I have been merrily working away at this project in a measured kind of way. It has been interesting to work with collage in a much bigger way than I have ever done before with some at A1 and one almost A0, though most are around the 50cm x 50cm mark. I have found that some have taken much more time than I ever could have imagined – just physically gluing and trimming takes proportionately longer to ensure everything is just right.
The reason I chose to do the project was to give me a focus. Having been out of the studio for a while I was stacked up with ideas and didn’t want to be flip-flopping about. Well that didn’t work: the project is spawning more ideas than ever and it’s difficult to focus on any of it.
However, I am happy with the direction things are going and I have quite a few pieces on the go and working well (plus a few that don’t want to go the way I hoped!) I have been blogging about the process on a-n so you can read more about it there. Below are some of the collages to date. I’ll create a page with all of them when the project is complete.
Number 5 of 50 Collages before Christmas is You Were Meant To Follow The Plan was nearly the first to be done but I could never stick to the plan!
I’ve gone and done it again! A few years back I did a collage a day for a year – #Collage365. Then I did another every-day-for-a-year project – #Letter365. Only this time I have been a bit less demanding of myself. I think there are 63 days left till Christmas and I started the project 4 or 5 days ago. I know I am going to be away and busy for some of the time so I didn’t want to give myself any pressure. I also wanted to be able to do larger, more considered work rather than the very focussed work that the previous projects demanded. The idea came from my frustration of not being able to get the studio time I have been wanting. Necessary work on my studio roof and other calls on my time have meant I have not been able to engage in the concentrated work I need to be doing. I have sort of promised myself a “residency-at-home” for six months, following the idea of a “staycation”, where I can have an immersive experience in my studio and home landscape (mostly) and this project is how I have decided to kick it off.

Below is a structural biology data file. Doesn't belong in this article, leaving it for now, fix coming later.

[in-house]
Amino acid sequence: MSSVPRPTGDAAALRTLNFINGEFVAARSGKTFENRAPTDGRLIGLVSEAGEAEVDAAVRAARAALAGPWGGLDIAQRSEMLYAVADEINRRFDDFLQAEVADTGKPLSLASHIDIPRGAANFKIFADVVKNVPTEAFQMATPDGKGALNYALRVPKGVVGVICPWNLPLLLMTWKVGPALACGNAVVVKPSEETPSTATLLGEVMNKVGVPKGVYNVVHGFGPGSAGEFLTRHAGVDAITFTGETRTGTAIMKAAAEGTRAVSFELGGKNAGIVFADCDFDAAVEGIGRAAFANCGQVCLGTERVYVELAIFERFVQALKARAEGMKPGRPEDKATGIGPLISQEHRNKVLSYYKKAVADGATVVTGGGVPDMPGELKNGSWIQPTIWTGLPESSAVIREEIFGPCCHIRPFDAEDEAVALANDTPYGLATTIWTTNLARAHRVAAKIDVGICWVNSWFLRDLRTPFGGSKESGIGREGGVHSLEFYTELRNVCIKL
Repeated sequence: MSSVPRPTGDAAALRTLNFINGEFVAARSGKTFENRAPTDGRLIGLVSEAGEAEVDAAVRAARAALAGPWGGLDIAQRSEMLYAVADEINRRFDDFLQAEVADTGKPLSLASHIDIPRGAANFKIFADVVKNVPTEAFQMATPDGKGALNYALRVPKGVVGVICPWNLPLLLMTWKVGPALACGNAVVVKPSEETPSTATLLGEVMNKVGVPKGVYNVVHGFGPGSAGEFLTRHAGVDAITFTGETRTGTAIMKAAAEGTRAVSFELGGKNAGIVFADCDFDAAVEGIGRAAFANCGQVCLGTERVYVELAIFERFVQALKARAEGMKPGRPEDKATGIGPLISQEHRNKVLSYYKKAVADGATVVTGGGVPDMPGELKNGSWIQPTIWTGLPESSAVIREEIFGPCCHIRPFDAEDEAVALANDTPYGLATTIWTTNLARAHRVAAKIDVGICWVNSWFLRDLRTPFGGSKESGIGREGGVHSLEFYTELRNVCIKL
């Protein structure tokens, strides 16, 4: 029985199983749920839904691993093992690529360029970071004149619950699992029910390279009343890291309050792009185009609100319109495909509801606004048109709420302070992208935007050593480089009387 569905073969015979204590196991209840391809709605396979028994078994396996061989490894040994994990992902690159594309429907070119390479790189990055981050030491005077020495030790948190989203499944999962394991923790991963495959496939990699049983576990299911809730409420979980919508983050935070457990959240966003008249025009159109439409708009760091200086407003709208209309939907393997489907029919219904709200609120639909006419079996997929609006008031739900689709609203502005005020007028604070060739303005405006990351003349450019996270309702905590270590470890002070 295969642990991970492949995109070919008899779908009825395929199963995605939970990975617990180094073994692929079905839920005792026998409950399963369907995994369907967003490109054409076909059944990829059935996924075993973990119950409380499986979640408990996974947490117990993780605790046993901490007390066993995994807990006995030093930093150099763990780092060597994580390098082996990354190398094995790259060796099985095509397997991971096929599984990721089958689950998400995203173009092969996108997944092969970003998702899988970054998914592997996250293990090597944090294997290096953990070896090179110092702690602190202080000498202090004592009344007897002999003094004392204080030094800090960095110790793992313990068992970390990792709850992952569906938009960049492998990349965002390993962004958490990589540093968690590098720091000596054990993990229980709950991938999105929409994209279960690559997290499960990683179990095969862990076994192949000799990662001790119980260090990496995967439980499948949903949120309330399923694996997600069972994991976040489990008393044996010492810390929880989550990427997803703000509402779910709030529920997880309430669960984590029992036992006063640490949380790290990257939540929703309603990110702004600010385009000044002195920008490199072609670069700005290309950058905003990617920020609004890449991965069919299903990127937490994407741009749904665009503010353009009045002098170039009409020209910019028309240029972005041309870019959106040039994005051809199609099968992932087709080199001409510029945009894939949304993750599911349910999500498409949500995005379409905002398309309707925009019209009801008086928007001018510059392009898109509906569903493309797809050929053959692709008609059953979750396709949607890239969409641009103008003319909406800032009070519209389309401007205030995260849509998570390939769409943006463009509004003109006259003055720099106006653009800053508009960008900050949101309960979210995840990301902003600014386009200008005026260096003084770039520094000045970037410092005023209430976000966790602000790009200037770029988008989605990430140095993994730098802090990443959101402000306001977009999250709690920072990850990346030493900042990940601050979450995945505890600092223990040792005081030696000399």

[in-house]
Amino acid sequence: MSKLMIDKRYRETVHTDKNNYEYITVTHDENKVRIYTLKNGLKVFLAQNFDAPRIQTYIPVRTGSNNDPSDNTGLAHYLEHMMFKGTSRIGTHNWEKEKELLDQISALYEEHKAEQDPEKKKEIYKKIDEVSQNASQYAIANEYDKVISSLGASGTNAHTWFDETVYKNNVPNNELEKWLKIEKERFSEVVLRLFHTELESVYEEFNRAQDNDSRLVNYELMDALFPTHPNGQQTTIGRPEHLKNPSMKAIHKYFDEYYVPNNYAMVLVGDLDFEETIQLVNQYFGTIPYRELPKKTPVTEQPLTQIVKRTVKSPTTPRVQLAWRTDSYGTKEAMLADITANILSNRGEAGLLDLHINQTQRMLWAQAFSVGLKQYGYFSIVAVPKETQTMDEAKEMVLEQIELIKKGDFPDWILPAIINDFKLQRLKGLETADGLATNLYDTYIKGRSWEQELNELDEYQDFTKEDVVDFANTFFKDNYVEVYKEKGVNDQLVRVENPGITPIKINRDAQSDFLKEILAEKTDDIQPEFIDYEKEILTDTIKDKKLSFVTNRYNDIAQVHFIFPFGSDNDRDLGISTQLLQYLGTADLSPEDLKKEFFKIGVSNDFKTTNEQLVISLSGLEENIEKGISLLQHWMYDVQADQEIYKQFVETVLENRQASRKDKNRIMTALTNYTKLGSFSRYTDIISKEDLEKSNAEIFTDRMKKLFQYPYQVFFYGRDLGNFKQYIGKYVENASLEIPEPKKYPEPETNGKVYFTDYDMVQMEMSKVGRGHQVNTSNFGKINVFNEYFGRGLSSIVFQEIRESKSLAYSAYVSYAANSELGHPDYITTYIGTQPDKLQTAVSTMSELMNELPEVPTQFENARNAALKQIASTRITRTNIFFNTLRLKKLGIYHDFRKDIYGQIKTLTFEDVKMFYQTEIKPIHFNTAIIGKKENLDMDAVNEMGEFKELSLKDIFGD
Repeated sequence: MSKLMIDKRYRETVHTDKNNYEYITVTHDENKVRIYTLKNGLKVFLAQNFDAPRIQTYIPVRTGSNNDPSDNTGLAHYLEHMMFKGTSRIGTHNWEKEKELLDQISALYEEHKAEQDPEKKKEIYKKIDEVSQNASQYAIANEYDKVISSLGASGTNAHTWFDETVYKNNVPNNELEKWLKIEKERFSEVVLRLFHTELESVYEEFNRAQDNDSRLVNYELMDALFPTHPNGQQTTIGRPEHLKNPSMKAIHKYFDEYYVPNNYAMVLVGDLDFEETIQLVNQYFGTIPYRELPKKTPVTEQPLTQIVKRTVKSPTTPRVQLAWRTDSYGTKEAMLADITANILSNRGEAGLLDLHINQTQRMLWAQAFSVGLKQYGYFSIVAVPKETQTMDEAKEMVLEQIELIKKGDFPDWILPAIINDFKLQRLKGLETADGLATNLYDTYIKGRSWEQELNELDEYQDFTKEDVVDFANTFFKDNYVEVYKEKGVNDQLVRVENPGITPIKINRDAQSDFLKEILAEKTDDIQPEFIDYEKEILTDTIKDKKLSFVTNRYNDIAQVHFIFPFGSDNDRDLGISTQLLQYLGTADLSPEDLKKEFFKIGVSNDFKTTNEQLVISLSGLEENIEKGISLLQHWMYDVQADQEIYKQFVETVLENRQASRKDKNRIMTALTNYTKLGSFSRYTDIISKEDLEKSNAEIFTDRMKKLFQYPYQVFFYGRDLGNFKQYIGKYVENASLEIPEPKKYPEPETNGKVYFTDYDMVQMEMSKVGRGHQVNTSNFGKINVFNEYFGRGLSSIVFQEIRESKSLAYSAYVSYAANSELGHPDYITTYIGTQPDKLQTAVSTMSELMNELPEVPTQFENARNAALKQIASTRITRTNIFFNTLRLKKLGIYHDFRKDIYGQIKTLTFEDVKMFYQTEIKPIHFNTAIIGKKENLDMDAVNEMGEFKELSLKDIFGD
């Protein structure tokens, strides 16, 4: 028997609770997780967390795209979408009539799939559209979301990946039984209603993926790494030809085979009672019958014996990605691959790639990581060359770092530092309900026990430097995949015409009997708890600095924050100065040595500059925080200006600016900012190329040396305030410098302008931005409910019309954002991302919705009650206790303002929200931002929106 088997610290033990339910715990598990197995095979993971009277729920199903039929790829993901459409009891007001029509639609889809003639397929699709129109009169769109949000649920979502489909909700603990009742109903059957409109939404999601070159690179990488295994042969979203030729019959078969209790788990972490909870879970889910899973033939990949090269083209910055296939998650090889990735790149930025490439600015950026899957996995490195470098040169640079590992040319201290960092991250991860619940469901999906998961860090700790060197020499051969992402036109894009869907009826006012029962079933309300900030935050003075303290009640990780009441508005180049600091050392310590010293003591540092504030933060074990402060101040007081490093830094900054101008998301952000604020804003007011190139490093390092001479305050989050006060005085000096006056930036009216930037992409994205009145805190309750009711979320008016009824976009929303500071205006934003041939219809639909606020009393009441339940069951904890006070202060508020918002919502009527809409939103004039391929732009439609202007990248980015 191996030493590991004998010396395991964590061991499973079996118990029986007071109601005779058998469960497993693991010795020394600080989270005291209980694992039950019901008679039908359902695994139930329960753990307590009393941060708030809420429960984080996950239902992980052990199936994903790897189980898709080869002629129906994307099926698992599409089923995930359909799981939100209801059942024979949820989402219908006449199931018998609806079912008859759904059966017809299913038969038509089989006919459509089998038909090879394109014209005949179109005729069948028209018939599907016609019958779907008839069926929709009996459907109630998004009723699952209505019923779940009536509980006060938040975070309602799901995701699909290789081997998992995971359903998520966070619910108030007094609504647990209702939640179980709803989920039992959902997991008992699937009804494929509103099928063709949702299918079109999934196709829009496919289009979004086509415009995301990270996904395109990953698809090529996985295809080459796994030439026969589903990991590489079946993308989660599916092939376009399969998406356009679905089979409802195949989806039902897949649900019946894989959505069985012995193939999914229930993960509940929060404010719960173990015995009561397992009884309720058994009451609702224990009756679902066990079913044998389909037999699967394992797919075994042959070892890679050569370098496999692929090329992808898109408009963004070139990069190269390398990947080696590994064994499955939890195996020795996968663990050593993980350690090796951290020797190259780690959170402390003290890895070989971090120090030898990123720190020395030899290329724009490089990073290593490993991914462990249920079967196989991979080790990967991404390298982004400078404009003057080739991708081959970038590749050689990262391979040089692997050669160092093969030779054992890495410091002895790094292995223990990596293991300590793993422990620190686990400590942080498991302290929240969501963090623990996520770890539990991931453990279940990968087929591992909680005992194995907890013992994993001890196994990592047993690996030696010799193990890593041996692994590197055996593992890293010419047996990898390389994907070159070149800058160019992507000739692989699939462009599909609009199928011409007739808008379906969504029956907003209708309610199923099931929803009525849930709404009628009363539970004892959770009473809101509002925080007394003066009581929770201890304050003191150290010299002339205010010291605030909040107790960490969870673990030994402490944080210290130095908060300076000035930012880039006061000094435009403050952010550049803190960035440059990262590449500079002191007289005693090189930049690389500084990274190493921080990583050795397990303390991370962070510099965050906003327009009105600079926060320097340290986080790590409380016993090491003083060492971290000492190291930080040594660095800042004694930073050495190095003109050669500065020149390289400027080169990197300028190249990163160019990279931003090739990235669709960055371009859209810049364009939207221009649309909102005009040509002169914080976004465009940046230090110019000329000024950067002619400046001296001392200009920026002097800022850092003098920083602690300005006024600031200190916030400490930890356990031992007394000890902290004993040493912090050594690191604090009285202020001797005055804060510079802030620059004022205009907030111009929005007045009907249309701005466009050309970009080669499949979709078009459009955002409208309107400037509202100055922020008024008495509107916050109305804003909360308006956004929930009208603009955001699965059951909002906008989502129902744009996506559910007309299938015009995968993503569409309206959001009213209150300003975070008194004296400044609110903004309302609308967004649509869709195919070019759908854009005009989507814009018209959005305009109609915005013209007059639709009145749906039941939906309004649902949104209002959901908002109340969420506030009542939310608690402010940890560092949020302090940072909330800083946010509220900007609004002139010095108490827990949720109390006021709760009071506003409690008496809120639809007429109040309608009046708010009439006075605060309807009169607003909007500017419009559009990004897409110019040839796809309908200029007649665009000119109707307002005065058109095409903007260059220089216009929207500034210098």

Collage has started to creep into my work again – in the “Rings” series and the “Abstract Drawings for Dummies”, the first two of which are also the first two of #Collage50. When I was starting to put my studio back together after the work, I got out one of my large boxes of collage materials and just started working on things. I’ll have to find a way to get my studio organised round the things I am doing! Currently the floor and some work surfaces are covered with newly painted and marked paper I am preparing for use in collages!
The piece above, From Under Your Nose is Number 4 in the series. The photographs are discarded prints by Bridport photographer Brendon Buesnel that he gifted me as collage materials a couple of years ago. The piece below is Number 3, In The Room With No Soul. It features a photograph I took inside Bruce Bruce Nauman’s Room with My Soul Left Out, Room That Does Not Care which I saw at the Hamburger Bahnhof in Berlin. A small piece of one of these photos has already appeared in #Collage50 and I can see it could be a theme that develops. Well, it’s a grid isn’t it!
I will set up a separate page for the project in due course and try to get half-decent pictures of them all to make into a gallery slide show.